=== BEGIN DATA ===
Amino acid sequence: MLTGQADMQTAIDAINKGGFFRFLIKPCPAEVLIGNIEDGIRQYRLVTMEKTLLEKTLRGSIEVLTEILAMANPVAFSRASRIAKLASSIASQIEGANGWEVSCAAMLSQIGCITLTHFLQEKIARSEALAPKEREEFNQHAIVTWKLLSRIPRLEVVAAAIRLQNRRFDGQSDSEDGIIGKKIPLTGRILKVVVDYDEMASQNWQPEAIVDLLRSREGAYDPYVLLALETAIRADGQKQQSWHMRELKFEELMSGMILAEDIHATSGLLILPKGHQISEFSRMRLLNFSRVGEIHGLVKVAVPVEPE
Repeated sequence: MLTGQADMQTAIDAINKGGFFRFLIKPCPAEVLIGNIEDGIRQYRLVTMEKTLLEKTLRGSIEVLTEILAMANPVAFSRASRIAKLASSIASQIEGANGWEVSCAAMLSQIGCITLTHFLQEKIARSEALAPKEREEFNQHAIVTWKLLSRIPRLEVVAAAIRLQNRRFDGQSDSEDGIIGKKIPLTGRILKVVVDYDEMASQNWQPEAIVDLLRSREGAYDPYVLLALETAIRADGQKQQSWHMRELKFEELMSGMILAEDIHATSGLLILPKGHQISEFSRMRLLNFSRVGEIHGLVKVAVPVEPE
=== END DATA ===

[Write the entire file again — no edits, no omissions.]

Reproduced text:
Amino acid sequence: MLTGQADMQTAIDAINKGGFFRFLIKPCPAEVLIGNIEDGIRQYRLVTMEKTLLEKTLRGSIEVLTEILAMANPVAFSRASRIAKLASSIASQIEGANGWEVSCAAMLSQIGCITLTHFLQEKIARSEALAPKEREEFNQHAIVTWKLLSRIPRLEVVAAAIRLQNRRFDGQSDSEDGIIGKKIPLTGRILKVVVDYDEMASQNWQPEAIVDLLRSREGAYDPYVLLALETAIRADGQKQQSWHMRELKFEELMSGMILAEDIHATSGLLILPKGHQISEFSRMRLLNFSRVGEIHGLVKVAVPVEPE
Repeated sequence: MLTGQADMQTAIDAINKGGFFRFLIKPCPAEVLIGNIEDGIRQYRLVTMEKTLLEKTLRGSIEVLTEILAMANPVAFSRASRIAKLASSIASQIEGANGWEVSCAAMLSQIGCITLTHFLQEKIARSEALAPKEREEFNQHAIVTWKLLSRIPRLEVVAAAIRLQNRRFDGQSDSEDGIIGKKIPLTGRILKVVVDYDEMASQNWQPEAIVDLLRSREGAYDPYVLLALETAIRADGQKQQSWHMRELKFEELMSGMILAEDIHATSGLLILPKGHQISEFSRMRLLNFSRVGEIHGLVKVAVPVEPE